If there's even a grain of accuracy in this speculation, things look mildly more promising for Microsoft the further we move, both in time and distance, from the trial court. Microsoft simply has a better playing field at the appeal level than the trial level on the basis that its executives will no longer be in issue. The appeal will come down to an evaluation of the law, rather than a re-evaluation of the facts, and the law looks to be much better than the facts for Microsoft in this case. An appellate court will also not feel it has been treated with contempt, as it is reasonable to think Judge Jackson must have felt as he was writing his decision.
Further, the more time that elapses, the more the anger and intractability of the government's lawyers might fade, and there could be a greater willingness to accept the enormity of their accomplishments so far without needing to break the company up to satisfy any retribution urge. Time heals all wounds, or so they say. Since there potentially will be a couple more years of litigation if this gets appealed all the way to the Supreme Court, there's a lot of time for emotions to cool, and some common ground to be found.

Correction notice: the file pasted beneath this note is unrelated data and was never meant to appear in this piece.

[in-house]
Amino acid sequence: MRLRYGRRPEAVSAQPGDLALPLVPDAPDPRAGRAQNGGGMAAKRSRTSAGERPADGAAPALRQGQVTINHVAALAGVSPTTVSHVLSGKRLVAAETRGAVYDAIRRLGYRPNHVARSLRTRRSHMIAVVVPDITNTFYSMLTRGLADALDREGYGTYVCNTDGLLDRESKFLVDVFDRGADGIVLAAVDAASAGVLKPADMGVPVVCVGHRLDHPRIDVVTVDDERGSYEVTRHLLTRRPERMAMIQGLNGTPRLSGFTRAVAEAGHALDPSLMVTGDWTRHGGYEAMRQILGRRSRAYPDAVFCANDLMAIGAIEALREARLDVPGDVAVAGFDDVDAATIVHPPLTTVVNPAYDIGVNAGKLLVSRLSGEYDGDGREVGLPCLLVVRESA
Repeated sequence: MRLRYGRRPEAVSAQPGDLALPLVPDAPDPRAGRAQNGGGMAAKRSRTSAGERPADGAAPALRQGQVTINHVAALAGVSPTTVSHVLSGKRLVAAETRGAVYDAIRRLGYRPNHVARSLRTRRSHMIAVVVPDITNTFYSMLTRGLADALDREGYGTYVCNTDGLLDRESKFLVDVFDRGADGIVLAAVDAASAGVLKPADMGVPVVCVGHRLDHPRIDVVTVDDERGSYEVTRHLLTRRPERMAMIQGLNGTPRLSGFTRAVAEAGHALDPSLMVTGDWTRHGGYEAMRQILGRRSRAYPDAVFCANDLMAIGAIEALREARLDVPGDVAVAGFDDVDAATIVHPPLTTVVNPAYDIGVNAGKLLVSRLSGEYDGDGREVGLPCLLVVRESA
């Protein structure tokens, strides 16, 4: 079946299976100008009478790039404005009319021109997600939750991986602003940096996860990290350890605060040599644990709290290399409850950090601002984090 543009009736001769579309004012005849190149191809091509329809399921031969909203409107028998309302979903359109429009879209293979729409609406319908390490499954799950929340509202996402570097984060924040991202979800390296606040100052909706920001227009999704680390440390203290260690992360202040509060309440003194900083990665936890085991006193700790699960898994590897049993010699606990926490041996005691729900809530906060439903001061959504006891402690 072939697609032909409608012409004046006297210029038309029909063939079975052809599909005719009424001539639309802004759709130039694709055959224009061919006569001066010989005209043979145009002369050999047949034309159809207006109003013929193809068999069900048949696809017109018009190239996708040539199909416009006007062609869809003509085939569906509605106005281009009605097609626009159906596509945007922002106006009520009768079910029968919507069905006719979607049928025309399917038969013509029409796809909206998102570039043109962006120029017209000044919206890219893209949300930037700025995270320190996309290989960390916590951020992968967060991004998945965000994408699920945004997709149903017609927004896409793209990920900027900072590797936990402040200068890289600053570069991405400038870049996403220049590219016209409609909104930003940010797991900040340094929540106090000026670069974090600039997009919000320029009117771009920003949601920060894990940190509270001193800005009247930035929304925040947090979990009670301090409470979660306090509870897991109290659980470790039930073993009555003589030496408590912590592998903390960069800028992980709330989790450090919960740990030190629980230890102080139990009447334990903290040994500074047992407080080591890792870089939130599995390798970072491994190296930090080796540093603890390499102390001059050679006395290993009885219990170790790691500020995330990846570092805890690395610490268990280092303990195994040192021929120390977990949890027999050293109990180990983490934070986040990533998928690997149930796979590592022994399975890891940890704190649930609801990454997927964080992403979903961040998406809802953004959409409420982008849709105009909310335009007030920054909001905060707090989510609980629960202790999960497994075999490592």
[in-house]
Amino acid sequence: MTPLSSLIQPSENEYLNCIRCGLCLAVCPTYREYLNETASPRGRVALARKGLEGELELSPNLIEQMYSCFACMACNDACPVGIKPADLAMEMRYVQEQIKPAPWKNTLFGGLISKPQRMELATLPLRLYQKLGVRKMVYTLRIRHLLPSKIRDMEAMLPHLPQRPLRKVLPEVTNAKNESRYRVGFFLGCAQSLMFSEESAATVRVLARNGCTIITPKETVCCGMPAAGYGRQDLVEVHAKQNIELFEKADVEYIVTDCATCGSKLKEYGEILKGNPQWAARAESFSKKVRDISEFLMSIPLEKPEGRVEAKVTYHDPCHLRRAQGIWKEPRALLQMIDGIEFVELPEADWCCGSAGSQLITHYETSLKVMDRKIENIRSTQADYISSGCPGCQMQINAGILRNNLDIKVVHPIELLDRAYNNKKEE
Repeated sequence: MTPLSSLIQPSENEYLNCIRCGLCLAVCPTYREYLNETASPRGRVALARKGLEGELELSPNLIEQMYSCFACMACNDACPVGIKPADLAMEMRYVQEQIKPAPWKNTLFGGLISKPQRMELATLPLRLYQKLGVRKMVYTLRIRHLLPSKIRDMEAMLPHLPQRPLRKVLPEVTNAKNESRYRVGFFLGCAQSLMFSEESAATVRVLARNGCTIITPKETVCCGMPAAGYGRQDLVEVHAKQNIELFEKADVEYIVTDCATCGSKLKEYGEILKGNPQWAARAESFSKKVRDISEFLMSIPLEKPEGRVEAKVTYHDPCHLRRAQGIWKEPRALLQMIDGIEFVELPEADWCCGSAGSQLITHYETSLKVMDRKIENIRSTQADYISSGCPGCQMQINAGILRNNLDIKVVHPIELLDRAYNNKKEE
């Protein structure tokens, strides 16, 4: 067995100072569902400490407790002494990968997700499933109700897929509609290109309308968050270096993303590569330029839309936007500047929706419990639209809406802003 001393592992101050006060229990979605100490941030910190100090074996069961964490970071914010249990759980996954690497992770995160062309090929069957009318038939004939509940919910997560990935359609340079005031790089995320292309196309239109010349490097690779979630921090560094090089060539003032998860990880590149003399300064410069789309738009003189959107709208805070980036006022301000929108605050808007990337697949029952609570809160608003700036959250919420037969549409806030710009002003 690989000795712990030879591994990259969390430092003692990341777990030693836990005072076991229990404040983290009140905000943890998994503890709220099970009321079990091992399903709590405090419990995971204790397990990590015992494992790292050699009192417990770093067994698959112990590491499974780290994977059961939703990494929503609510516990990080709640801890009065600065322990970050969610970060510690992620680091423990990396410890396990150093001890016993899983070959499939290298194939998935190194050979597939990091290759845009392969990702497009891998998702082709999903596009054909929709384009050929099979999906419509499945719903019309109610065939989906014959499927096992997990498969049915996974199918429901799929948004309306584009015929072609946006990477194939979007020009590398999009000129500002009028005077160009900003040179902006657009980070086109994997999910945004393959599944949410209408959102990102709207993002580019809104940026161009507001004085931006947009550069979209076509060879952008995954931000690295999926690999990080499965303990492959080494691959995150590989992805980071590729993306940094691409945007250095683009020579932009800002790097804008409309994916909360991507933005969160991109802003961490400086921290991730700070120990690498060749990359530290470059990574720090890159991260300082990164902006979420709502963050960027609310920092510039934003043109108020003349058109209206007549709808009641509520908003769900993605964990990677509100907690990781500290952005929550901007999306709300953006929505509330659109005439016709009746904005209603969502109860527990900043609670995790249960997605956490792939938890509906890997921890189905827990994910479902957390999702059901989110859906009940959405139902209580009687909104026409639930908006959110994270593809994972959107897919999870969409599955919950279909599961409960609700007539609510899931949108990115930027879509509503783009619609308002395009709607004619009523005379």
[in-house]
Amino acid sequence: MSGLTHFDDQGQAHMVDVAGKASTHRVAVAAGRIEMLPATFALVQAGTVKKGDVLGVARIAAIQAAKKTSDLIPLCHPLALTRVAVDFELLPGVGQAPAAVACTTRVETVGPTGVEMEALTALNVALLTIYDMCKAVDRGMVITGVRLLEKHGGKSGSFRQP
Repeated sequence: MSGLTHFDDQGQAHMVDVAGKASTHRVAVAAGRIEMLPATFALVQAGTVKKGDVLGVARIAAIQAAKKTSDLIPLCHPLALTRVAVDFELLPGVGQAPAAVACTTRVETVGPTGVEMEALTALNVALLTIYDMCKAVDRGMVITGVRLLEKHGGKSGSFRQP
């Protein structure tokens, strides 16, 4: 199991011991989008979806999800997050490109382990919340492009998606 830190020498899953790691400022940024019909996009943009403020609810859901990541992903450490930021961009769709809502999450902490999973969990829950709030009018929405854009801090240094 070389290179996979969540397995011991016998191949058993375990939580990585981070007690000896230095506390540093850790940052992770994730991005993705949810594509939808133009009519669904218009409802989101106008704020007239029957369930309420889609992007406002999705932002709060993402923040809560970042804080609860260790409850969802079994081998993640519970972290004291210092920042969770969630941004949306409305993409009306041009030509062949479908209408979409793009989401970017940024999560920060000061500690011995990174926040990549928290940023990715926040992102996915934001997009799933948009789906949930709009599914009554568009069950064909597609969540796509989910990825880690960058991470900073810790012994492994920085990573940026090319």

Of course, for that to happen, Microsoft's executives need to be a bit more circumspect when talking about this case in public. Perhaps there was some need to speak yesterday just to maintain the appearance that everything was not a total loss, but I couldn't help feeling that the public relations campaign continues to be a disaster if any kind of a settlement is to ever develop.